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Math Help - Very last step of a trigonometric integral substitution?

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    Very last step of a trigonometric integral substitution?

    Hi,

    I'm trying to understand the last step shown in this guide to solving this integral (click show steps). I don't know how to simplify that arcsin inside the sin. Any help is appreciated.

    http://www.wolframalpha.com/input/?i=integrate+sqrt(4-x^2)
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    Quote Originally Posted by DannyMath View Post
    Hi,

    I'm trying to understand the last step shown in this guide to solving this integral (click show steps). I don't know how to simplify that arcsin inside the sin. Any help is appreciated.

    http://www.wolframalpha.com/input/?i=integrate+sqrt(4-x^2)
    First, sin(2u) = 2~sin(u)~cos(u)

    so you need to calculate \displaystyle sin \left ( sin^{-1} \left ( \frac{x}{2} \right ) \right ) = \frac{x}{2} (so long as -\pi/2 < x/2 < \pi/2.)

    and \displaystyle cos \left ( sin^{-1} \left ( \frac{x}{2} \right ) \right ).

    Construct a right triangle. Call the base angle \theta, the side across from the angle x and the hypotenuse 2. (This ensures that sin( \theta ) = x/2..) The adjacent side of the triangle is thus \sqrt{4 - x^2}. And this gives us cos( \theta ) = \frac{1}{2}~\sqrt{4 - x^2}.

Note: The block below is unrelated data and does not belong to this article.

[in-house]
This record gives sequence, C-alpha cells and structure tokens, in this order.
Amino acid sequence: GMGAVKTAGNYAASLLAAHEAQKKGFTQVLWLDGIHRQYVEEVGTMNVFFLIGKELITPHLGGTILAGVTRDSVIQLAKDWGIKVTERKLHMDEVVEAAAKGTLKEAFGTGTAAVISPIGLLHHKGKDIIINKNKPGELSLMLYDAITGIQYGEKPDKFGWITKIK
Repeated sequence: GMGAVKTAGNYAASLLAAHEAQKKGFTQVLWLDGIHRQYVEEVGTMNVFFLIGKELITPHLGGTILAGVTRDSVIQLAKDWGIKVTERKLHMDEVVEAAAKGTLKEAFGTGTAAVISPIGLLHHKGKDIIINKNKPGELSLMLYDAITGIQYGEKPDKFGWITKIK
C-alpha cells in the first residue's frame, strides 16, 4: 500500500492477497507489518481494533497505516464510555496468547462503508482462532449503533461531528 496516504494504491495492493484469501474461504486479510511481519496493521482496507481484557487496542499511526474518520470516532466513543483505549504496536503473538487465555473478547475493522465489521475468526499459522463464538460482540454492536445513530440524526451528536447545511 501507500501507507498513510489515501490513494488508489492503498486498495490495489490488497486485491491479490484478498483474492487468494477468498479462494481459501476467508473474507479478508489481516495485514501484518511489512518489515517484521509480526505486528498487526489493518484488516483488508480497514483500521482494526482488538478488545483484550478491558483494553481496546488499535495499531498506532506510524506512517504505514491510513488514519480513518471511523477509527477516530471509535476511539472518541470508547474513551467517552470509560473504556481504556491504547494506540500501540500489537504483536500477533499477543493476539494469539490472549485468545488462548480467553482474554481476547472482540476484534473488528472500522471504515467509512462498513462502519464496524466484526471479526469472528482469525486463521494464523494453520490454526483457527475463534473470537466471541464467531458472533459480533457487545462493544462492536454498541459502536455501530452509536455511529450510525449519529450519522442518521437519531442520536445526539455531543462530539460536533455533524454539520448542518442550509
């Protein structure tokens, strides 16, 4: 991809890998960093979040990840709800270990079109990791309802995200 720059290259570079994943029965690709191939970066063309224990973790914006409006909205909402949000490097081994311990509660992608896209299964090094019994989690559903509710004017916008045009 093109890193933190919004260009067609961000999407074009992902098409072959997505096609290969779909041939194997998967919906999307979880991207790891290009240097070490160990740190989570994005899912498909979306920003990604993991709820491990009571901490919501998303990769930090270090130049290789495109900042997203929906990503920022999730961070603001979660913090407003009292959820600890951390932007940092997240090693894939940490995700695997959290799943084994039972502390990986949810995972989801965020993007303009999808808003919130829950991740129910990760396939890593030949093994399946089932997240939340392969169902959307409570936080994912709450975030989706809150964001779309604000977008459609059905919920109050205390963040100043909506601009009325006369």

-Dan
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    Ah yes one of the most important identities. Makes it much easier, thank you!
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    An alternative method to Wolfram's would be integration by parts:

    \displaystyle \int f'(x) g(x)\;{dx} =  f(x)g(x)-  \int f(x) g'(x)\;{dx} (by parts).

    Spoiler:
    \begin{aligned}\displaystyle I & = \int(x)'\sqrt{a^2-x^2}\;{dx} \\ & = x\sqrt{a^2-x^2}-\int{x}\left(\sqrt{a^2-x^2}\right)'\;{dx}\\ & = x\sqrt{a^2-x^2}+\int \frac{x^2}{\sqrt{a^2-x^2}}\;{dx}\\ & = x\sqrt{a^2-x^2}+\int \frac{a^2-(a^2-x^2)}{\sqrt{a^2-x^2}}\;{dx}\\ & =  x\sqrt{a^2-x^2}+\int \frac{a^2}{\sqrt{a^2-x^2}}\;{dx}-\int \frac{a^2-x^2}{\sqrt{a^2-x^2}}\;{dx}\\ & = x\sqrt{a^2-x^2}+a^2\int \frac{1}{\sqrt{a^2-x^2}}\;{dx}-\int \sqrt{a^2-x^2}\;{dx}\\ & = x\sqrt{a^2-x^2}+a^2\sin^{-1}\frac{x}{a}\;{dx}-I\\ & \end{aligned}

    \begin{aligned}\therefore \space & 2I = x\sqrt{a^2-x^2}+a^2\sin^{-1}\frac{x}{a}\;{dx}+k \\& \therefore I = \frac{1}{2}\left(x\sqrt{a^2-x^2}+a^2\sin^{-1}\frac{x}{a}\right)+k. \end{aligned}
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    Cool, thanks!
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